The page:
Indexed on: 13 Oct '06Published on: 13 Oct '06Published in: Photosynthesis Research
Methionine oxidation to methionine sulfoxide (MetSo), which results in modification of activity and conformation for many proteins, is reversed by an enzyme present in most organisms and termed as methionine sulfoxide reductase (MSR). On the basis of substrate stereospecificity, two types of MSR, A and B, that do not share any sequence similarity, have been identified. In the present review, we first compare the multigenic MSR families in the three plant species for which the genome is fully sequenced: Arabidopsis thaliana, Oryza sativa, and Populus trichocarpa. The MSR gene content is larger in A. thaliana (five MSRAs and nine MSRBs) compared to P. trichocarpa (five MSRAs and four MSRBs) and O. sativa (four MSRAs and three MSRBs). A complete classification based on gene structure, sequence identity, position of conserved reactive cysteines and predicted subcellular localization is proposed. On the basis of in silico and experimental data originating mainly from Arabidopsis, we report that some MSR genes display organ-specific expression patterns and that those encoding plastidic MSRs are highly expressed in photosynthetic organs. We also show that the expression of numerous MSR genes is enhanced by environmental conditions known to generate oxidative stress. Thioredoxins (TRXs) constitute very likely physiological electron donors to plant MSR proteins for the catalysis of MetSO reduction, but the specificity between the numerous TRXs and methionine sulfoxide reductases (MSRs) present in plants remains to be investigated. The essential role of plant MSRs in protection against oxidative damage has been recently demonstrated on transgenic Arabidopsis plants modified in the content of cytosolic or plastidic MSRA.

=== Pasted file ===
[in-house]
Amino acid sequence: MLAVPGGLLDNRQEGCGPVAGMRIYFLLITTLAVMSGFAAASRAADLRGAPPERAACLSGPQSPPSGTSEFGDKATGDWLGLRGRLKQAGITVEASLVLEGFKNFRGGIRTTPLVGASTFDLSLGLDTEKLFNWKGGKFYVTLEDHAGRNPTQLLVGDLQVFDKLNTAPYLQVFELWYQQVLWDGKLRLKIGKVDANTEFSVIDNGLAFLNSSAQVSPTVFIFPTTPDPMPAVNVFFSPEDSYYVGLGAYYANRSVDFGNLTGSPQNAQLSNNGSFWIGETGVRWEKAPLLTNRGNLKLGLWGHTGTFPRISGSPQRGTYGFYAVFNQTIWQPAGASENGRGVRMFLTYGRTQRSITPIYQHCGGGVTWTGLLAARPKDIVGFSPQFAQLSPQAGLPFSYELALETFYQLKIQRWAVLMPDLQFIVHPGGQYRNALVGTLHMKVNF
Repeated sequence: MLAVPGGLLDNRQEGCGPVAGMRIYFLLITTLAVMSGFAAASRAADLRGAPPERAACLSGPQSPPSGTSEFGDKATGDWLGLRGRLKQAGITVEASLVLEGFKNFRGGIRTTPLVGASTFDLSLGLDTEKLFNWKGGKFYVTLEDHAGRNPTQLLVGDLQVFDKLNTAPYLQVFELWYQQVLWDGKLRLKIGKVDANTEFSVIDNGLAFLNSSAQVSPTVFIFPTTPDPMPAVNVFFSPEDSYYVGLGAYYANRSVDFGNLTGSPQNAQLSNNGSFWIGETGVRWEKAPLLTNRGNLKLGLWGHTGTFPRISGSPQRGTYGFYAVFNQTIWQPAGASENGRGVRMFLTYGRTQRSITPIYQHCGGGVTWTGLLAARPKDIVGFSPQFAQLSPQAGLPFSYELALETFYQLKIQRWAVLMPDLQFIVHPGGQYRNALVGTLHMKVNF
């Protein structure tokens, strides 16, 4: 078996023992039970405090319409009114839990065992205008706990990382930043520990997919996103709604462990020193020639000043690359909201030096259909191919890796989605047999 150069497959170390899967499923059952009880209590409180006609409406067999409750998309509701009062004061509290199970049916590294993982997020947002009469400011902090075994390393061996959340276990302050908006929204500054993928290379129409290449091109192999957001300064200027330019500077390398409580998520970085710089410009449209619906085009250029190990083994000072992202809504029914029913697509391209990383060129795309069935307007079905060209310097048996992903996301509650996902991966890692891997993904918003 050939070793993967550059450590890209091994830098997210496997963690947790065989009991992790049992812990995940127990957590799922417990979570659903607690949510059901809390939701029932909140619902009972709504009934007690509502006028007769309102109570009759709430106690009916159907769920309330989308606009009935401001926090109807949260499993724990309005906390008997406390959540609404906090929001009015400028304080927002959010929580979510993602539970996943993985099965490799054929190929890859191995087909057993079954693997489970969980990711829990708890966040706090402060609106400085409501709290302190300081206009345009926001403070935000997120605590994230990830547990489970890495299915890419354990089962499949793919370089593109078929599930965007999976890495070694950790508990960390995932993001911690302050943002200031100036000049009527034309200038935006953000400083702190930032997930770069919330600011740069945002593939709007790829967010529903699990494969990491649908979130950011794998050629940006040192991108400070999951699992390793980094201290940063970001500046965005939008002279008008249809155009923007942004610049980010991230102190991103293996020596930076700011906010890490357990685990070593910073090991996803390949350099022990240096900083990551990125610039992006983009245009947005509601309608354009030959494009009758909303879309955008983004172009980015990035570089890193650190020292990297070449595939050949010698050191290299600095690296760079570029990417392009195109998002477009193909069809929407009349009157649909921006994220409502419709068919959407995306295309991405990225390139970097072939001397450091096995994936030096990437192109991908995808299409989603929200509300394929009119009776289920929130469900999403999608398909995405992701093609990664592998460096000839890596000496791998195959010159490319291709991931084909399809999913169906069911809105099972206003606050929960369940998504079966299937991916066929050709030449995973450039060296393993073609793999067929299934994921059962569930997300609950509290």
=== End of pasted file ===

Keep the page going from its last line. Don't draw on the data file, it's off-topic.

Indexed on: 31 Oct '09
Published on: 31 Oct '09 in The Plant Journal